I’ll keep things short this week, since we’re reaching peak vacation season and finance news is probably not top of mind right now.
This week we had a really fun wealth-management story, in which we asked a handful of top wealth advisers about the most out-there requests they have gotten from their rich clients.Answers ranged from assisting in a personal-butler search to difficult situations like figuring out how to manage risks after an accident.
Why does this matter? The pool of high- and ultra-high-net-worth assets in the US has been pegged at more than $US20 trillion. But competition is fierce, so advisers have to go above and beyond to fulfil their clients’ requests.
To that end, our new wealth-management reporter, Rebecca Ungarino, had a story this week about how UBS has formed a group to help its wealth advisers provide a “family office”-like experience for billionaire families. It comes as the bank works to make good on raking in $US70 billion in new US assets over three years.
We’ll be writing a lot more about the wealth-management industry going forward, so please reach out if you have any tips we should be digging into.
Have a great weekend!
For the first time, private-equity giant KKR is rolling out a formal analyst program that it hopes to fill with college graduates.
Many private-equity firms traditionally hired people only after they spent a couple of years honing their skills at investment banks. Hiring out of college puts PE head to head with banking.
PE has been pushing to recruit earlier and earlier to battle fierce competition for young talent, both within the financial sector and from hot areas like tech.
Leaked internal memos lay out Deutsche Bank’s new org chart following a massive restructuring and 18,000 job cuts
Deutsche Bank this summer announced a historic overhaul that will cost more than $US8 billion and include 18,000 layoffs globally.
A cadre of executives at the bank will be responsible for navigating the turmoil and guiding the firm to a more stable and profitable future.
Using leaked internal memos and conversations with insiders, Business Insider has charted the new organizational power structure within the firm’s corporate and investment-banking operations.
Hedge funds are dominated by big players, so it can be tough for true innovators to carve out a niche.
Investors have questioned the hedge-fund industry’s high fees and recent lacklustre performance – which has helped make the case for new ideas more compelling.
Here are eight people making their mark with fresh twists on fees, data, ESG investing, and more.
Private-equity firms used to send junior staff off for an MBA. Now they’re keeping some around to help spend all the money they have raised.
Private-equity firms often send associates on their way after two or three years. But with firms raising record capital and megafunds north of $US10 billion becoming more common, top associates are being asked to stick around to help put that money to use, industry recruiters say.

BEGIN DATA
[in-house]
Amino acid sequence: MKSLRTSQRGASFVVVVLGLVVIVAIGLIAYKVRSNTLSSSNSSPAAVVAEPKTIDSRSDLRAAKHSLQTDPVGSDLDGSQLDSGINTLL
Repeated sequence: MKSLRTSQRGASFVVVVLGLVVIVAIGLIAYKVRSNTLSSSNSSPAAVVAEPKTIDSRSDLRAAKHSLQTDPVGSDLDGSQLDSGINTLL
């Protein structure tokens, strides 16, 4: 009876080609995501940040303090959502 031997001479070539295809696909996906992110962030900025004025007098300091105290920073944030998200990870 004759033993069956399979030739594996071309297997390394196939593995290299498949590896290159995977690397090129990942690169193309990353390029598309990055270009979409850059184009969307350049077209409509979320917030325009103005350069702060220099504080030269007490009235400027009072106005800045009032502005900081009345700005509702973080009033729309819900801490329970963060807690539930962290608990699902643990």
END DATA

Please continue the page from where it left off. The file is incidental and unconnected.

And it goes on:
That’s a departure from what typically happens after associates enter into two- to three-year programs at PE firms. Once that time is up, firms nudge many associates out the door, either asking them to leave or writing them a recommendation to business school, sometimes with the promise of a vice-president-level job after graduation.
With big investors piling into alternatives like private equity in a hunt for yield, a new path appears to be opening for people to rise in the PE ranks.
Barclays has lost five investment bankers from its Americas financial-institutions group in the past month or so.
The bankers left for a variety of factors, though some included the British bank’s efforts to cut compensation costs in order to meet a year-end profitability goal.
Wall Street move of the week:
- JPMorgan’s quant guru says the main driver of recent stock turmoil has nothing to do with recession fears – and explains why it’s now a bullish force
- UBS has a new group to help advisers working with the mega-rich as part of a plan to rake in $US70 billion in assets over 3 years
- US investors have plowed a record $US5.3 billion into European startups this year, and it’s a sign they’re getting priced out of Silicon Valley
In tech news:
- We talked to a Goldman executive about the bank’s investment in H20.ai and what makes the startup stand out in the crowded AI field
- Goldman Sachs and Kleiner Perkins-backed mortgage startup Better.com, which just raised $US160 million, is planning a spree to hire 400 people in 4 months
- WeWork might be painting itself as a tech company, but it’s facing a bunch of old-school real-estate worries
Other good stories from around the newsroom:
- An Instagram influencer breaks down how much brands pay for sponsored posts, starting at 10,000 followers
- This Marine Corps sniper put a bullet in a target nearly 8,000 feet away. Here’s how he took one of the toughest shots of his life.
- A startup called Mavely has raised $US1 million to help DTC brands get new customers at half the price of Facebook and Instagram – and Allbirds, Brooklinen, and M.Gemi are already on board
- ‘Unconscionable’: Why an online directory of rehab facilities doubled as a recipe book for drugs like GHB, crack, and meth